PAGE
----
Examples of "weibull_distribution"
In probability theory and statistics, the discrete Weibull distribution is the discrete variant of the Weibull distribution. It was first described by Nakagawa and Osaki in 1975.
The cumulative distribution function for the Weibull distribution is
This rule does not hold for the unimodal Weibull distribution.
The cumulative distribution function for the exponentiated Weibull distribution is
In statistics, the q-Weibull distribution is a probability distribution that generalizes the Weibull distribution and the Lomax distribution (Pareto Type II). It is one example of a Tsallis distribution.
have been known to use the name "stretched exponential" to refer to the Weibull distribution.
The quantile (inverse cumulative distribution) function for the Weibull distribution is
and the density function of the weibull distribution is given as:
Bernoulli distribution, Geometric distribution, Exponential distribution, Extreme value distribution, Pareto distribution, Rayleigh distribution, Weibull distribution.
If the probability distribution of the strength, "X", is a Weibull distribution with its density given by
The q-Weibull is equivalent to the Weibull distribution when "q" = 1 and equivalent to the q-exponential when formula_12
Normal distribution, Gamma distribution, Cauchy distribution, Exponential distribution, Erlang distribution, Weibull distribution, Logistic distribution, Error distribution, Power distribution, Rayleigh distribution.
In the four survival function graphs shown above, the shape of the survival function is defined by a particular probability distribution: survival function 1 is defined by an exponential distribution, 2 is defined by a Weibull distribution, 3 is defined by a log-logistic distribution, and 4 is defined by another Weibull distribution.
The Weibull modulus is a dimensionless parameter of the Weibull distribution which is used to describe variability in measured material strength of brittle materials.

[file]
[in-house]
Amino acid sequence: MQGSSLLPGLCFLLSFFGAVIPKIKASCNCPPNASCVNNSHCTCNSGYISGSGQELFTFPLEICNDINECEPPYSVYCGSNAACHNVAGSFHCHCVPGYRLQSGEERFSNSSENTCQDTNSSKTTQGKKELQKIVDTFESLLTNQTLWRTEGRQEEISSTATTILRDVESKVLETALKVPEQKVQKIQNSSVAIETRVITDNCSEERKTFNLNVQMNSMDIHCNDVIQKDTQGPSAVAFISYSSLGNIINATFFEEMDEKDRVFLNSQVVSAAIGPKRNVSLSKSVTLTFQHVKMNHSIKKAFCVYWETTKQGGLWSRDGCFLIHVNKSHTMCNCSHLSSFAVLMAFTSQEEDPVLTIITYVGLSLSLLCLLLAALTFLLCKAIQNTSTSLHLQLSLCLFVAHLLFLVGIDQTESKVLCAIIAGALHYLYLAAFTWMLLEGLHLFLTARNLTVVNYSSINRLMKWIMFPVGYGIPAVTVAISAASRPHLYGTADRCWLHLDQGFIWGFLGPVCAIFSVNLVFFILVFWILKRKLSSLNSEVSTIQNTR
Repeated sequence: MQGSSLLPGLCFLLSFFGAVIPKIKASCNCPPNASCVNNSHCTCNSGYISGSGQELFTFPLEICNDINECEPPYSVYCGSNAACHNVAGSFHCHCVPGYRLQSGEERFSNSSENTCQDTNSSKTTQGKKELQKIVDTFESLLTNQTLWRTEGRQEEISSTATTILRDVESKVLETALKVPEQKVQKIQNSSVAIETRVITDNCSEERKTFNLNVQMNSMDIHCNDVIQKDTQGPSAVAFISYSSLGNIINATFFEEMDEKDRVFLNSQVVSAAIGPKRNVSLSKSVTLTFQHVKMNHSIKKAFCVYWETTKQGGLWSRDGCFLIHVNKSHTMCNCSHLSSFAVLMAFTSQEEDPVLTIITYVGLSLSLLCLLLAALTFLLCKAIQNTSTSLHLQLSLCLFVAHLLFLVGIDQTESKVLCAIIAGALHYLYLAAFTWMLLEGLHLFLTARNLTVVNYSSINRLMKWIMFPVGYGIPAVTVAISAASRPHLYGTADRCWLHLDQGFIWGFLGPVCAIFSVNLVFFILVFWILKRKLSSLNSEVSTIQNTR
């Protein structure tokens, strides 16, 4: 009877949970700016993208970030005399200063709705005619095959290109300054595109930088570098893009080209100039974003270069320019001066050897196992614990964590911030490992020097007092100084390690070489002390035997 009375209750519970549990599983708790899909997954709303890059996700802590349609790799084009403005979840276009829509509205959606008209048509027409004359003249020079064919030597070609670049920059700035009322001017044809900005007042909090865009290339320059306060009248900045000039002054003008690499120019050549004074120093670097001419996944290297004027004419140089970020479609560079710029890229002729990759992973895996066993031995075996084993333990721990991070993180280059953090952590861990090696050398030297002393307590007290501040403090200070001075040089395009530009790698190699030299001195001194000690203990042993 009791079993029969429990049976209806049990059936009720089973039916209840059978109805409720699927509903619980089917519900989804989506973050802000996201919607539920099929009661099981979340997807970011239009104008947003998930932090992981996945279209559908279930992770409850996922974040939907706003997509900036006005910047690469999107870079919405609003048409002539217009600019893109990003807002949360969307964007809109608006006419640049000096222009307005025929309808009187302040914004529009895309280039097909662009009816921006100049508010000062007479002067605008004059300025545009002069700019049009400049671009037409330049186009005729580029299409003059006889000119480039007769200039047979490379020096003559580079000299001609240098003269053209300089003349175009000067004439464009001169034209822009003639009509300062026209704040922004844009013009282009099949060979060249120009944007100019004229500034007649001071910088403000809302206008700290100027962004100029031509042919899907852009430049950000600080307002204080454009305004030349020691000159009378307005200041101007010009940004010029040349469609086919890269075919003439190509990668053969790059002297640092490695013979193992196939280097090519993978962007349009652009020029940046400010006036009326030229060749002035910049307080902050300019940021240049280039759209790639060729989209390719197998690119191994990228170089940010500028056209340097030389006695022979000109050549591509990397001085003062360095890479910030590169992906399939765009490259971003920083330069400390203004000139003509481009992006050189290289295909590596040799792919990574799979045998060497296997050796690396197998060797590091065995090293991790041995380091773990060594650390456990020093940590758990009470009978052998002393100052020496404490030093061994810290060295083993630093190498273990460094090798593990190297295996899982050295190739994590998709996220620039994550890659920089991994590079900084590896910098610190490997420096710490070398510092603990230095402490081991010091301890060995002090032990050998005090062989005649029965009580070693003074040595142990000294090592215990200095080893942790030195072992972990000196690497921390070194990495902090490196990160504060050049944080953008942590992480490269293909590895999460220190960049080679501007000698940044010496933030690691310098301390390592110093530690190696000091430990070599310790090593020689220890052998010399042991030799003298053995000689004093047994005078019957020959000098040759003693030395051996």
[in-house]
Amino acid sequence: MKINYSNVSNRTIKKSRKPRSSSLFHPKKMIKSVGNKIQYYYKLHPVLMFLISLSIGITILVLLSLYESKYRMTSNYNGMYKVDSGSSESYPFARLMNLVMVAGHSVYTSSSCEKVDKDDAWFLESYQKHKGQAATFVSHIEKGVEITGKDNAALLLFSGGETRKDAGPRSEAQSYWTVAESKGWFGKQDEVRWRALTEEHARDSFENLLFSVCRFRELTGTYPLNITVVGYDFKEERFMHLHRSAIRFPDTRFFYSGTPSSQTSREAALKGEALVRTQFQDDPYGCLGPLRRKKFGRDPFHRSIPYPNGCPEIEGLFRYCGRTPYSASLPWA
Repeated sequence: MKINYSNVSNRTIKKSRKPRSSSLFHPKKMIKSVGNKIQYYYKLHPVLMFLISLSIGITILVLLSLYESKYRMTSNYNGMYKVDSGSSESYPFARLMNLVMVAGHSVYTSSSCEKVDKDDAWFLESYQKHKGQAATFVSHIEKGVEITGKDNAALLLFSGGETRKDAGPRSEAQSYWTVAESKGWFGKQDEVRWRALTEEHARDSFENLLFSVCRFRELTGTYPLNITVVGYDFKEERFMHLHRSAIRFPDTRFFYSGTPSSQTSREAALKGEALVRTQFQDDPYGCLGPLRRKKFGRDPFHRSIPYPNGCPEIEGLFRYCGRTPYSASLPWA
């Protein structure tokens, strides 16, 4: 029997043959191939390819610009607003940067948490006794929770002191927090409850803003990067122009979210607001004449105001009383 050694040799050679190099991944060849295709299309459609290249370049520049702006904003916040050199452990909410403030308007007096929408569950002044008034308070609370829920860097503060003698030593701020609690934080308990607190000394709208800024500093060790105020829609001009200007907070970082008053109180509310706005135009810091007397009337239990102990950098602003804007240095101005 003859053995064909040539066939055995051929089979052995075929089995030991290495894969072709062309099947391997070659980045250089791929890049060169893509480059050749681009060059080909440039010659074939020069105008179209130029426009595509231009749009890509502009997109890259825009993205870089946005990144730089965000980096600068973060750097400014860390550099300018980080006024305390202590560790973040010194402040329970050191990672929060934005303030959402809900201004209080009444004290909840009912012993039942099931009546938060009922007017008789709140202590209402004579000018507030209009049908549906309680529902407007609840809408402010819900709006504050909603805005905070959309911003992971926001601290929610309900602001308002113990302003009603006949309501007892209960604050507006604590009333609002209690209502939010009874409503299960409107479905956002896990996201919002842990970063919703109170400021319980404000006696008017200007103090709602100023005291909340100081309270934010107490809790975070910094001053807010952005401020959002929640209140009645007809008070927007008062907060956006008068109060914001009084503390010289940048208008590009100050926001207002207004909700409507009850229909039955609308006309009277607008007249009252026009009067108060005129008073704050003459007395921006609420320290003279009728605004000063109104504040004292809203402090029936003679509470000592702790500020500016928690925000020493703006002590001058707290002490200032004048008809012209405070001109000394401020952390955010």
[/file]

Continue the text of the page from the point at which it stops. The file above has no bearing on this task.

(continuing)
The Fréchet distribution, also known as inverse Weibull distribution, is a special case of the generalized extreme value distribution. It has the cumulative distribution function
In 1951 he presented his most famous paper to the American Society of Mechanical Engineers (ASME) on the Weibull distribution, using seven case studies.
If formula_10 then the generalized gamma distribution becomes the Weibull distribution. Alternatively, if formula_11 the generalised gamma becomes the gamma distribution.
Remark II: The ordinary Weibull distribution arises in reliability applications and is obtained from the distribution here by using the variable formula_46, which gives a strictly positive support - in contrast to the use in the extreme value theory here. This arises because the Weibull distribution is used in cases that deal with the minimum rather than the maximum. The distribution here has an addition parameter compared to the usual form of the Weibull distribution and, in addition, is reversed so that the distribution has an upper bound rather than a lower bound. Importantly, in applications of the GEV, the upper bound is unknown and so must be estimated while when applying the Weibull distribution the lower bound is known to be zero.
The family of distributions accommodates unimodal, bathtub shaped* and monotone failure rates. A similar distribution was introduced in 1984 by Zacks, called a Weibull-exponential distribution (Zacks 1984). Crevecoeur introduced it in assessing the reliability of ageing mechanical devices and showed that it accommodates bathtub shaped failure rates (1993, 1994). Mudholkar, Srivastava, and Kollia (1996) applied the generalized Weibull distribution to model survival data. They showed that the distribution has increasing, decreasing, bathtub, and unimodal hazard functions. Mudholkar, Srivastava, and Freimer (1995), Mudholkar and Hutson (1996) and Nassar and Eissa (2003) studied various properties of the exponentiated Weibull distribution. Mudholkar et al. (1995) applied the exponentiated Weibull distribution to model failure data. Mudholkar and Hutson (1996) applied the exponentiated Weibull distribution to extreme value data. They showed that the exponentiated Weibull distribution has increasing, decreasing, bathtub, and unimodal hazard rates. The exponentiated exponential distribution proposed by Gupta and Kundu (1999, 2001) is a special case of the exponentiated Weibull family. Later, the moments of the EW distribution were derived by Choudhury (2005). Also, M. Pal, M.M. Ali, J. Woo (2006) studied the EW distribution and compared it with the two-parameter Weibull and gamma distributions with respect to failure rate.
The continuous Weibull distribution has a close relationship with the Gumbel distribution which is easy to see when log-transforming the variable. A similar transformation can be made on the discrete-weibull.